Welcome to Mad March in beautiful, festival-fevered Adelaide. Yes, it’s crazy busy and yes, it’s easier to book a cab than pray for a carpark, but oh, what a city this is when she has her festival frock on. Hunker down with that espresso martini, people, we’ve got some serious eating to do.
And there, dear reader, we must end. Foodie heartbreaking though it is, we can’t cover all the wonders of Adelaide’s local produce-based restaurant scene here – if we tried, you would never find time to actually go out and eat, and we can’t have that, can we? For many more delectable decision challenges, visit the Eat Local SA website to find more Adelaide restaurants. Bon appetite.
Take a walk in the garden (then eat it)
The Botanic Gardens Restaurant
It’s just a few minutes’ walk from the V8 track/Garden of Unearthly Delights/Adelaide Festival’s North Terrace cultural precinct to the tranquil Botanic Gardens, and a pretty little conservatory-style building housing the Botanic Gardens Restaurant.
It’s rather handy to have an enormous professionally curated garden in your back (and front) yard. The full kitchen team here roam across the entire gardens every day to harvest new treats, collecting their fresh vegies, leaves, herbs, seasonings, fruits and much more from this living larder.
The Botanic Garden Restaurant promises ‘a regional restaurant in the heart of the city’, and there’s much about their approach to the produce that you’d also expect to see in a classy country retreat with a strong sustainability ethos.
The Garden’s current crop of cumquats are being candied, a bounty of capers harvested a few metres from the kitchen door is being pickled, and the buttermilk left over from the day’s butter production is being transformed into a dressing with some seriously fresh tarragon. A 70 year old fig tree by the North Terrace gate has kept the restaurant supplied with delicate fruit in prime condition for weeks now, as has the Economic Garden, which has been producing eight different varieties of tomato since early summer.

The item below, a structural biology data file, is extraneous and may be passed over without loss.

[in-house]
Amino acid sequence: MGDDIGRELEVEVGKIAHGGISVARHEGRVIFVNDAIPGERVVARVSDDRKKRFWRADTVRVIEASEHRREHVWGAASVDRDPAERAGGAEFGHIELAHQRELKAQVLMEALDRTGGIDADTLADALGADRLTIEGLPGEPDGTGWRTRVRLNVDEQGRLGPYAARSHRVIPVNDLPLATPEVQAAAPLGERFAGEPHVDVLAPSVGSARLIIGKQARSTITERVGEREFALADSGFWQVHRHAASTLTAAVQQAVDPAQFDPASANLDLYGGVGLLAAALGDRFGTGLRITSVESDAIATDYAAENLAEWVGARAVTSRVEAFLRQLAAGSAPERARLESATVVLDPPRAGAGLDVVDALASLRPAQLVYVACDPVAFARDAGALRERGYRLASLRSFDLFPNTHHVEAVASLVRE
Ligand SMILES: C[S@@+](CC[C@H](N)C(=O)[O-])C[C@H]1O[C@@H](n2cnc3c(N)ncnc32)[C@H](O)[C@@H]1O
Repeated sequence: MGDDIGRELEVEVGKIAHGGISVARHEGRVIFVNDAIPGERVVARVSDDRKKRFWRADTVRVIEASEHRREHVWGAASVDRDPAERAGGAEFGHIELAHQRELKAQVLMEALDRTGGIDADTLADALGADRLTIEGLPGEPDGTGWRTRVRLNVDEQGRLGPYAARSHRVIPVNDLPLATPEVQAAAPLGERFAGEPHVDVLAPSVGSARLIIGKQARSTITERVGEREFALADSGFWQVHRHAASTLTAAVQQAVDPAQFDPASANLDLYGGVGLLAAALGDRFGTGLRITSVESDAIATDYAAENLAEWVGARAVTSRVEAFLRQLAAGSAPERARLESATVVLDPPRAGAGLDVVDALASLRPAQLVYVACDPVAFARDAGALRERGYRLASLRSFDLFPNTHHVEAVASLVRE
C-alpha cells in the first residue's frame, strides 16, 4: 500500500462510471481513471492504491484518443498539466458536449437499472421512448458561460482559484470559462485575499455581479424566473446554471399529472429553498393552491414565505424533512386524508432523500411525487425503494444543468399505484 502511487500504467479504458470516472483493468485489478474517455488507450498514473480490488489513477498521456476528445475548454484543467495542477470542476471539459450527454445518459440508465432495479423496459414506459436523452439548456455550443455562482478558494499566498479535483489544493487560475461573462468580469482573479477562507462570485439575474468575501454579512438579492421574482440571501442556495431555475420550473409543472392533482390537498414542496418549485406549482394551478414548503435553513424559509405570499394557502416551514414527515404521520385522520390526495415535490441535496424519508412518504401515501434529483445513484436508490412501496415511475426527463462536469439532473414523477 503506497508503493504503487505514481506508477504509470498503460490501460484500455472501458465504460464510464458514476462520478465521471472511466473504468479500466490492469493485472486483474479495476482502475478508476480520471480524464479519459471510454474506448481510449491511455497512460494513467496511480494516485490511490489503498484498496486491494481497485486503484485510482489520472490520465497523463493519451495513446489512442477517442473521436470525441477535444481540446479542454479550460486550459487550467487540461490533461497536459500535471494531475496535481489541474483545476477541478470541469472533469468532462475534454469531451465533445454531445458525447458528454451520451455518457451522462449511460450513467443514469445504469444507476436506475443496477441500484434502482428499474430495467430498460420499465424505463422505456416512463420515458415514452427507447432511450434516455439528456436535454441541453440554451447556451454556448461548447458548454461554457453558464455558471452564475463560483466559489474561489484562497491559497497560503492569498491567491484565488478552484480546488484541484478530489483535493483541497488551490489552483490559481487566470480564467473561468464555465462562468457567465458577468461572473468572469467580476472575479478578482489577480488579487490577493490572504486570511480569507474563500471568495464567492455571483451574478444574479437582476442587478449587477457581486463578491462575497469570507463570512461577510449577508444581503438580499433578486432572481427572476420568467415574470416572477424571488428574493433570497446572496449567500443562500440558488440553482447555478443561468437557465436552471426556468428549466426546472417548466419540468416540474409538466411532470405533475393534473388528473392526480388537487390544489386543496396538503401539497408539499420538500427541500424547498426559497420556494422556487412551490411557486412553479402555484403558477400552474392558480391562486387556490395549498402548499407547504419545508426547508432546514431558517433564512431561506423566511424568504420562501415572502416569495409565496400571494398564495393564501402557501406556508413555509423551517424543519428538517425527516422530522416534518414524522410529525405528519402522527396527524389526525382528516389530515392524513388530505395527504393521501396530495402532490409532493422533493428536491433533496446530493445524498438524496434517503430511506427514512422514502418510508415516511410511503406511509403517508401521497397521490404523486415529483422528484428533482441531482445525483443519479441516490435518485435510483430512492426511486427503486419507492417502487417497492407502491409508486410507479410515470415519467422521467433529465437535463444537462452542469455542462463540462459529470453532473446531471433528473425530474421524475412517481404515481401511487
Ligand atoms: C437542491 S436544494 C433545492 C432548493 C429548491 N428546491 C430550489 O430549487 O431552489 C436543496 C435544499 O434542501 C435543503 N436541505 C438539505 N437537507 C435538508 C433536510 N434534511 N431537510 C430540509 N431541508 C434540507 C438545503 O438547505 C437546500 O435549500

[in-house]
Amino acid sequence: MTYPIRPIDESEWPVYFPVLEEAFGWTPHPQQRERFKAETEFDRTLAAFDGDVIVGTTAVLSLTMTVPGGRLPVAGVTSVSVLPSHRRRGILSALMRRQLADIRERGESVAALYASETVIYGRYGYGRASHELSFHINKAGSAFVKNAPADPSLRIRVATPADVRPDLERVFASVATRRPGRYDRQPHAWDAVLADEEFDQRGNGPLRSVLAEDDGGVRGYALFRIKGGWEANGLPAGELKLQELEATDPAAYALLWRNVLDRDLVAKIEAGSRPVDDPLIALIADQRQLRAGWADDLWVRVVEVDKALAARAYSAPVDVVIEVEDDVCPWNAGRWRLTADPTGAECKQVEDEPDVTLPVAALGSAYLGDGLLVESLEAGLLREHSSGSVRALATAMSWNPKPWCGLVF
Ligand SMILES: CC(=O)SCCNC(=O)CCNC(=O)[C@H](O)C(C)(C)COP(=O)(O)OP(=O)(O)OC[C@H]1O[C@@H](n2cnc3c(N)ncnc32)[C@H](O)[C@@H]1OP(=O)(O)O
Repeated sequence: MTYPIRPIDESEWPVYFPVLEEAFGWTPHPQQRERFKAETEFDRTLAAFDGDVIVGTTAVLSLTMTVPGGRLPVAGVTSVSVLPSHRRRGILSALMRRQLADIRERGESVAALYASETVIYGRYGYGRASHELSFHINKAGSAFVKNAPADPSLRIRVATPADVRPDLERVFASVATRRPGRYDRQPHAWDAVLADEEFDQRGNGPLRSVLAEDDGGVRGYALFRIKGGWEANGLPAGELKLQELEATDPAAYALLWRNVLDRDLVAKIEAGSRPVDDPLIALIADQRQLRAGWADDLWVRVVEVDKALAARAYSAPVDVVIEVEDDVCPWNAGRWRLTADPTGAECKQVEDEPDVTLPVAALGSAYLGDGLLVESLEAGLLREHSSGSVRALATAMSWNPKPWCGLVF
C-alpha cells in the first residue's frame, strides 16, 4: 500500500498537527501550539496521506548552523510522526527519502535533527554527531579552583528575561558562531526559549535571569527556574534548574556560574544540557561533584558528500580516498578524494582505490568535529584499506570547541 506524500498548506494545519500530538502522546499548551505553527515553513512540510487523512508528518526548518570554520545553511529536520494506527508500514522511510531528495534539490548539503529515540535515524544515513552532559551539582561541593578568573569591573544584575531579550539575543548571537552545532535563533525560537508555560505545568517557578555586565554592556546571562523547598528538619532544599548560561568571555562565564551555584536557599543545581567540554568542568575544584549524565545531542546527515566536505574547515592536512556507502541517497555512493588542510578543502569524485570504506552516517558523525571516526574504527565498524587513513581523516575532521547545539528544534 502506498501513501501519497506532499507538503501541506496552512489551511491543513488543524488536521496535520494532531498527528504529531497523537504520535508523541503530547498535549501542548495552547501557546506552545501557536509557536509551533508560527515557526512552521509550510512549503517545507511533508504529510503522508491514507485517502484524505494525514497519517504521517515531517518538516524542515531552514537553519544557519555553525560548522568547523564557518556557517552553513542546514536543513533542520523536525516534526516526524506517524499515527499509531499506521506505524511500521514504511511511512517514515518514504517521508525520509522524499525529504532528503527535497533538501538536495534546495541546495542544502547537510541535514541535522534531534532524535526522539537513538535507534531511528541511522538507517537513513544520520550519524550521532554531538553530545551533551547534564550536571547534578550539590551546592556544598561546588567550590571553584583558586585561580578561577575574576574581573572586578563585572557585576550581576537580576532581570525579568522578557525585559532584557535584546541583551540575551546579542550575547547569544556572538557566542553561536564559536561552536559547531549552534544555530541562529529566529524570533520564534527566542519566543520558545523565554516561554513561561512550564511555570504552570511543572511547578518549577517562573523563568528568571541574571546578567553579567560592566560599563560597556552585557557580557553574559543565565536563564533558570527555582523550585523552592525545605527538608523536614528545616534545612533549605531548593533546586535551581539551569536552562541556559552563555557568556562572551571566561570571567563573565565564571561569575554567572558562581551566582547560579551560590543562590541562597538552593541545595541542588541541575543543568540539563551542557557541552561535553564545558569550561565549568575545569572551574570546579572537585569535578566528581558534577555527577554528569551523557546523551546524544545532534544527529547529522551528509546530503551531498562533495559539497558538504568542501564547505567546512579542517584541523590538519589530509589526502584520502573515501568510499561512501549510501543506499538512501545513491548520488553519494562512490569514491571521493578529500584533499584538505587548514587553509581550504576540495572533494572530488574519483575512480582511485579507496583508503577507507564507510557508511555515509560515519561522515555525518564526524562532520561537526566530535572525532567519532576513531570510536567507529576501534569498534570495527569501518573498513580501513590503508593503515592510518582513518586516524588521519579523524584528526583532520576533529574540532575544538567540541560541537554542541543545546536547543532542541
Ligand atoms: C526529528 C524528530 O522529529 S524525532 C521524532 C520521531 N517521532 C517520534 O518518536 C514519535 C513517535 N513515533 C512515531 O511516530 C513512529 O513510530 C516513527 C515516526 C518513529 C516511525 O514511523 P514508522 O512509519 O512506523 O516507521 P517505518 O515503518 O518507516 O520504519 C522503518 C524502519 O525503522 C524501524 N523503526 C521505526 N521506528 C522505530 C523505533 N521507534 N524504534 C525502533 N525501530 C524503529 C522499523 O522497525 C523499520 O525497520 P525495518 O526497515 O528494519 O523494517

To the plate, I hear you cry! Consider this: Coffee-crusted Hahndorf venison served with a confit of purple Congo potatoes, pastrami, Agrodolce Radicchio and nasturtium leaves. The potatoes, greens and baby nasturtium leaves are all Botanic Garden-grown.
The chicken galantine is a Greenslade chook, stuffed with pistachios and tarragon, and served with a fennel and cumquat gel, puffed quinoa and pickled shitake mushrooms. Tiny fresh garlic and onion flowers garnish a licorice-braised Angas flank steak with salad burnet. The flowers, the salad burnet, and the licorice? You guessed it, they’re all grown right here in the Botanic Gardens.
In the bustling east end, just metres from Fringe central, Restaurant Orana’s eat local mission is a little different from most others. Yes, it’s about the premier South Australian produce, but it’s also about stepping back to work with ingredients that were here before European settlement began to influence food production. Restaurant Orana want to forever change our perceptions of indigenous foods, transforming them from being a potentially weird ‘bucket list’ experience to kitchen must haves. It’s working too, if the packs of fresh karkalla (pigface) now available in the Adelaide Central Markets is any indication.
Orana’s menu is inspired by the indigenous ingredients coming into the kitchen each day. Orana’s ‘alkoopina’ starters (meaning delicious in the language of the Dieri peoples, whose country is in the top south east corner of South Australia) is an education in flavour, offering a range of new tastes in morsels such as Gulf St Vincent tommy ruff and carob Kangaroo Island marron, sweet clover and vinegar mother maclura fruit, riberry and tea tree. Riberries may also pop up in a concoction with aromatic julungin tea and frozen gin. The late Adelaide Hills season for riberries and muntries also known as native cranberries, from Tumbeela Native Bush Foods near Verdun, has been a boon this year so enjoy them while you have the chance.
Coorong mulloway may be teamed with native cherries and sea parsley for lunch, or dinner might offer you Black Face Suffolk Lamb served with green beans, kohlrabi, quandongs and kutjera (a member of the bush tomato family).
This is a restaurant where placing yourself in the hands of the chef is the way to go. Sit back and concentrate on experiencing each fresh twist provided by ingredients you may never have heard of, teamed with South Australia’s prime meat sourced from Richard Gunner’s Fine Meats, and fresh fish and seafoods from the waters of Kangaroo Island and the Coorong.
A few streets away, is a restaurant that deserves its place as one of our city’s most beloved dining traditions. Nestled in the quiet sophistication of dark timber, crisp white linen and glittering glassware at Chianti, it feels as though you are with friends. And you are. Celebrating 30 years in the business this year means the Chianti team know exactly how to make you feel better about life.
There’s a personal feel to the relationships supplying this kitchen too, probably because when natural restaurateurs connect with dedicated producers, they create partnerships made to last.